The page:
A typical chemical reaction producing bioluminescence involves an enzyme (generally called a luciferase), a substrate (luciferin), and oxygen with or without cofactors (Haddock et al. 2010). The shallow-water sea pansy Renilla reniformis (Pennatulacea: Renillidae) is the most biochemically studied anthozoan. The Renilla luciferase acts upon coelenterazine, a luciferin which is used among a variety of luminous marine animals (Inoue et al. 1977), in the presence of dissolved oxygen to emit blue light (maximum wavelength = 480 nm) without other cofactors (Matthews et al. 1977; Lorenz et al. 1991). Other associated molecules such as a green fluorescent protein (GFP), a coelenterazine binding protein (CBP), and coelenterazine sulfate have been identified and characterized in Renilla (Inoue et al. 1977; Ward and Cormier 1979; Kumar et al. 1990; Inouye 2007). The homologous genes encoding the luciferase, GFP, and CBP have also been also identified from the shallow-water sea cactus Cavernularia obesa (Vertillidae) (Ogoh 2012; Ogoh et al. 2013). Coelenterazine-dependent luciferase activity was also reported in other Pennatulacea (Cormier et al. 1973). However, little is known about the biochemistry of bioluminescence in the other anthozoans, especially deep-sea species.
In this study, we examined the bioluminescence of deep-sea anthozoans and found one hexacoral and three octocorals to be bioluminescent for the first time. All the anthozoans tested were positive for possessing coelenterazine and coelenterazine-dependent luciferases. Moreover, immunoreactivity against Renilla luciferase was detected in Alcyonacea corals. These results suggest that extant Octocorallia species share a homologous bioluminescent mechanism.
Materials and methods
Animals were collected along the coast of California using the remotely operated vehicle (ROV) Doc Ricketts operated from RV Western Flyer from the Monterey Bay Aquarium Research Institute (MBARI) between 2018 and 2019 under California Fish and Wildlife Permit SC-4029 and Specific Use Permit S-191140006-19114-001 to SHDH. Lepidisis sp. (Fig. 1a, b), Isidella tentaculum (Fig. 2a–c), Heteropolypus ritteri (Fig. 3a, b), Kophobelemnon sp. (Fig. 4a, b), Paragorgia arborea (Fig. 5a), Umbellula sp. (Fig. 6a, b), Distichoptilum gracile (Fig. 7a), Funiculina sp. (Fig. 8a), Pennatula sp. (Fig. 9a), and a Hormathiid (Fig. 10a) were sampled by the ROV. For some samples, specimens were held by the robotic arm of the ROV and agitated in situ during collection to stimulate bioluminescence, which could be recorded by a low-light sensitive color camera. Once aboard the ship, collected specimens were kept in the dark at 4 °C until in vivo bioluminescent spectral measurements and photography, followed by being frozen in liquid nitrogen. Specimens were morphologically identified by Steven Haddock, Kyra Schlining, or Lonny Lundsten, and subsamples were frozen for DNA barcoding. The specific depths of the animals collected are described in Table 1.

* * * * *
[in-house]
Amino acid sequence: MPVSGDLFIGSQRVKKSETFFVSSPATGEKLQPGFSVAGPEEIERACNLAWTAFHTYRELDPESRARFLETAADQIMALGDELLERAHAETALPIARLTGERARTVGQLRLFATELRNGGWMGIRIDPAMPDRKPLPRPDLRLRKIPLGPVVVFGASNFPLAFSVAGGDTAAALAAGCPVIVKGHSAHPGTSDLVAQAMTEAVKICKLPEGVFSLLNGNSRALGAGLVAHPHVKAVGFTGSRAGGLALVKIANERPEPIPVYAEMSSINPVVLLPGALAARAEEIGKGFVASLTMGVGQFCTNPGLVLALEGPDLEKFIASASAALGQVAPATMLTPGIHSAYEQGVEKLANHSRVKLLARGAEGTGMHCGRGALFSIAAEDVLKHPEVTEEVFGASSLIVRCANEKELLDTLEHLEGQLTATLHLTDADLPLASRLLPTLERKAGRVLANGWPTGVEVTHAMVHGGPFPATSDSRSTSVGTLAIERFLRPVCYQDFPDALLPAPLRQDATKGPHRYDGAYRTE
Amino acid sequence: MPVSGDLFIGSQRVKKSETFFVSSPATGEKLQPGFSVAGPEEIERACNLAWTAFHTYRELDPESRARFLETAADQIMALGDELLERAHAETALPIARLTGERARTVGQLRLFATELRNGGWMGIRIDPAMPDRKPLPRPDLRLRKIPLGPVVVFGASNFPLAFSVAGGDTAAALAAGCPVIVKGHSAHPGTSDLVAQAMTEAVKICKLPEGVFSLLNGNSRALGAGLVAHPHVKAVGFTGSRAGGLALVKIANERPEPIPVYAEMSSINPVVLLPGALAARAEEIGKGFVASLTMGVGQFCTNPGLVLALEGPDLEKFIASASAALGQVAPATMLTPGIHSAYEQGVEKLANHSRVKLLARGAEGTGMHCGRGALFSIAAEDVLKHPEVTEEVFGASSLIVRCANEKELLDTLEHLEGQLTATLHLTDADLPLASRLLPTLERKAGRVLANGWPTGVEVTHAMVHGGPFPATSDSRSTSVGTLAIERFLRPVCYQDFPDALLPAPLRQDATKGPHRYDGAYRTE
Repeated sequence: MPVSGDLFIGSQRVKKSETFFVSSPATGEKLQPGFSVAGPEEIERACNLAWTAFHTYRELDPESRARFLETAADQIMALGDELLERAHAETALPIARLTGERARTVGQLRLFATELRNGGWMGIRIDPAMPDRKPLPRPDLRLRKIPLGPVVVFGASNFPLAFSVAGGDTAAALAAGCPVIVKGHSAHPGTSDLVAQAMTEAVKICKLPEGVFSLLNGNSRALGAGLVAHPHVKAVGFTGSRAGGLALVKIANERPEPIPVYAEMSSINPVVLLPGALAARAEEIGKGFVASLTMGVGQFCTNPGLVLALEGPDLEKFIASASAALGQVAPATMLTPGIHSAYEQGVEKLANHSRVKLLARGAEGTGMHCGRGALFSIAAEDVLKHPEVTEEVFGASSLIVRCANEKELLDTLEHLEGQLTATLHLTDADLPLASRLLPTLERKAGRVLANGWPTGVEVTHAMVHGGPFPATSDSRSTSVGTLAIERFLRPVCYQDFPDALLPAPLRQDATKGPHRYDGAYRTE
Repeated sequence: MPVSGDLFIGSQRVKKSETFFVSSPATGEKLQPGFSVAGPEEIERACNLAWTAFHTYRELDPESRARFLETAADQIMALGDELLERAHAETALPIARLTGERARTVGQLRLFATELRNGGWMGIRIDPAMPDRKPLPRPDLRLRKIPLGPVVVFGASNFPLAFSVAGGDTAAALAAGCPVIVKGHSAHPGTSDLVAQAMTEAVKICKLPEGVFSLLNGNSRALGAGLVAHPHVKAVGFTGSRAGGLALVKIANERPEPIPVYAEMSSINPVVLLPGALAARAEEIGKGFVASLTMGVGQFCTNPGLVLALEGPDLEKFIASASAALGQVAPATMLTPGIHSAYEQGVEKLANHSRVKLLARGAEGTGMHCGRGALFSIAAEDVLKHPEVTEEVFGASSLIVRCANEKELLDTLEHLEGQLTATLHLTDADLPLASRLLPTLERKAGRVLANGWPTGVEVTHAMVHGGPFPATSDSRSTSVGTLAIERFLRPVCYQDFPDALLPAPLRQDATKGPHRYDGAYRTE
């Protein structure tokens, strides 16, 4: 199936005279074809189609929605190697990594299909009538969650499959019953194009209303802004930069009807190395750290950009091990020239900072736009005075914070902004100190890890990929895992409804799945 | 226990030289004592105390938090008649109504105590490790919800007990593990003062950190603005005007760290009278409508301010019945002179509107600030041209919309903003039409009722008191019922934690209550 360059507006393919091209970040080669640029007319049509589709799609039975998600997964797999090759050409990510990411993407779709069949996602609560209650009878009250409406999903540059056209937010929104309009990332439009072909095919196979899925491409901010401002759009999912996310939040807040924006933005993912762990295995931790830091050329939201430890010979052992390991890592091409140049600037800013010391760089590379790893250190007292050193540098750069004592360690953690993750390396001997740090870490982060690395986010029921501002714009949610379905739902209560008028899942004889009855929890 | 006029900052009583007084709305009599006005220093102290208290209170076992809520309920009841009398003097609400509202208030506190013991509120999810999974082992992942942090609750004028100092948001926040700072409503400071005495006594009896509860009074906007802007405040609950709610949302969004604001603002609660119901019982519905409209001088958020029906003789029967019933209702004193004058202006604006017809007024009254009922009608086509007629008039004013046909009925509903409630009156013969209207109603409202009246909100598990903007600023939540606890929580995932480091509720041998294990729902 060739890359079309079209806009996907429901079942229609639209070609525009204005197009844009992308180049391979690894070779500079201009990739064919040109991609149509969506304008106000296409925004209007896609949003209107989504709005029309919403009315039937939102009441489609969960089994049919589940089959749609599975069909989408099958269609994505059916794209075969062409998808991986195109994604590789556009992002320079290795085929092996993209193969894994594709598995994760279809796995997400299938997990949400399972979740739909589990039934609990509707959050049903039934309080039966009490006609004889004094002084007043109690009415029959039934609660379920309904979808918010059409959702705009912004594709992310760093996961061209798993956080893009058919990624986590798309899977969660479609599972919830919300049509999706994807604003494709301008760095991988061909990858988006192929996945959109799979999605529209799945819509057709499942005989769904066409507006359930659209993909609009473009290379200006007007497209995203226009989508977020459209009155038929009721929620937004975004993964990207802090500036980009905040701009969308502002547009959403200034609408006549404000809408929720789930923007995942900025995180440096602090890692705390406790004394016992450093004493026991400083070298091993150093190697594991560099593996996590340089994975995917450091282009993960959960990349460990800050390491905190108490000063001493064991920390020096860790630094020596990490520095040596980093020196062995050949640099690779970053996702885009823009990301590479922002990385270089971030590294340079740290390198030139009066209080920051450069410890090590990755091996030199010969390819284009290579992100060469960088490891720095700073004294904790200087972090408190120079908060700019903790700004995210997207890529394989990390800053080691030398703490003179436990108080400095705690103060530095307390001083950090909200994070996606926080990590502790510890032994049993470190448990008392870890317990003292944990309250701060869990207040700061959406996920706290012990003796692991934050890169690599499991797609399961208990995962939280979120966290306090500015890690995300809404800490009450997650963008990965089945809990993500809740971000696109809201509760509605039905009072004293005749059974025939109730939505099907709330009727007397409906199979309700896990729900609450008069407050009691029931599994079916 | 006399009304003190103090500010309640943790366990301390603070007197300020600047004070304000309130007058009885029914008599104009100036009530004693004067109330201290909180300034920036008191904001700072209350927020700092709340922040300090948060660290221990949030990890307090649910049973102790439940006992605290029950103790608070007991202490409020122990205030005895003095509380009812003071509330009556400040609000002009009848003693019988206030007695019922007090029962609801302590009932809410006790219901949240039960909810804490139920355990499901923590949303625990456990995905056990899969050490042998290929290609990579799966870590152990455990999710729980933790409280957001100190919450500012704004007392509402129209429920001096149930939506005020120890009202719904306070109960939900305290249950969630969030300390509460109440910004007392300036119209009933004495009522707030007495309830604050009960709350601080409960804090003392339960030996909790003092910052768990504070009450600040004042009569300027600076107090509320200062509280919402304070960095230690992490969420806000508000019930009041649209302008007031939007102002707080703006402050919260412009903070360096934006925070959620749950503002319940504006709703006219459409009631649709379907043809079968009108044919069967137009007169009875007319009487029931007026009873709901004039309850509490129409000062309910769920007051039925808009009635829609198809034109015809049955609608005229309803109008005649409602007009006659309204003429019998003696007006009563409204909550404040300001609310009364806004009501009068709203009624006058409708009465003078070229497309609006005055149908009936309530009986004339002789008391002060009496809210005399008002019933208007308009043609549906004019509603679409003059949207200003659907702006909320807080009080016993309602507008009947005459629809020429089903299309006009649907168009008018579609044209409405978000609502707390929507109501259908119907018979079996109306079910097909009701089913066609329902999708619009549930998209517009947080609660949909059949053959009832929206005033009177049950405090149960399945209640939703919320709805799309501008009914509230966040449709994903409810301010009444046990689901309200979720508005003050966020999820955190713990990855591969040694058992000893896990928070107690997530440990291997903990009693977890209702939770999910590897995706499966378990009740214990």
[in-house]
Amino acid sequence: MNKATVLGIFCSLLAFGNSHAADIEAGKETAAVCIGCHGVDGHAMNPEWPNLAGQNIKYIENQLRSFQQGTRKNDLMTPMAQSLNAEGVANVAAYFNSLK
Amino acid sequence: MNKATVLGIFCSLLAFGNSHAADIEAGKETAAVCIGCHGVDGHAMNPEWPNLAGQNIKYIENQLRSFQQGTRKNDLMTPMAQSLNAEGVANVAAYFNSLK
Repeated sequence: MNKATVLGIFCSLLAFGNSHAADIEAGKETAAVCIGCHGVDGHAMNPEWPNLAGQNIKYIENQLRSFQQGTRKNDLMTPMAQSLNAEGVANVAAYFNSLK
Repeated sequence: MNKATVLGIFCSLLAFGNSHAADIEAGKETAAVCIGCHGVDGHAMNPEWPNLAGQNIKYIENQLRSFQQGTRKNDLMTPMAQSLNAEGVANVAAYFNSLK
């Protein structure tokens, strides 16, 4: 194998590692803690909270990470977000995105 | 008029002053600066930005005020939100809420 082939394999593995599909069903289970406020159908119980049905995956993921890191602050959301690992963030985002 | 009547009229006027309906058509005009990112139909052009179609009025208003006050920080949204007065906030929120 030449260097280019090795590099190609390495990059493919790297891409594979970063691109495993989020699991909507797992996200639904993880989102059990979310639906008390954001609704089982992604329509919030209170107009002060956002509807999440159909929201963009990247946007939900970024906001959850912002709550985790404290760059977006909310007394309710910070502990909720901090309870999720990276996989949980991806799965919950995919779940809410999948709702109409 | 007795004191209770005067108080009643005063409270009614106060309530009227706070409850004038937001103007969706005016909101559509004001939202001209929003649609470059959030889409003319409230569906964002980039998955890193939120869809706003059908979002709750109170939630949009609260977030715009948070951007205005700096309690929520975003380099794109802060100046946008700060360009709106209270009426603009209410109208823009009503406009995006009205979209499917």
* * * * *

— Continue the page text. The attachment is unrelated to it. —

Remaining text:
Luciferase extraction and assay
Luciferase activity was measured using coelenterazine (Prolume Ltd., Pinetop, AZ, USA) in a Tecan Infinite 200 platereader (TECAN, Männedorf, Switzerland) running i-control software. To extract luciferase, frozen tissues (100–400 mg) were homogenized in 2 mL of 200-mM Tris–HCl, 50-mM EDTA; pH 7.6. The homogenate was centrifuged at 15,000 × g at 4 °C for 10 min. The buffer in the supernatant was replaced by 20-mM Tris–HCl, 5-mM EDTA; pH 7.6 using PD-10 desalting columns (GE Healthcare, Chicago, IL, USA). The 50 µL of protein extracts were placed in the wells of 96-well plate and the light-emitting reaction was assayed by injection of 50 µL of 1-µM coelenterazine. As non-luciferase protein control, 107 µg/mL of bovine serum albumin (BSA) was used.
To characterize luciferase activity, we tested two pH conditions and three common cation species. The crude luciferase extracts were assayed with sodium chloride, calcium chloride, or magnesium chloride at pH 7.5 or 8.6. Fifty microliters of protein extracts were mixed with 10 µL of 0.5-M salt in 0.5-M Tris–HCl buffer at pH 7.5 or 8.6 in the well of 96-well plate, and the reaction was initiated by injection of 40 µL of 1-µM coelenterazine.
Luciferin extraction and assay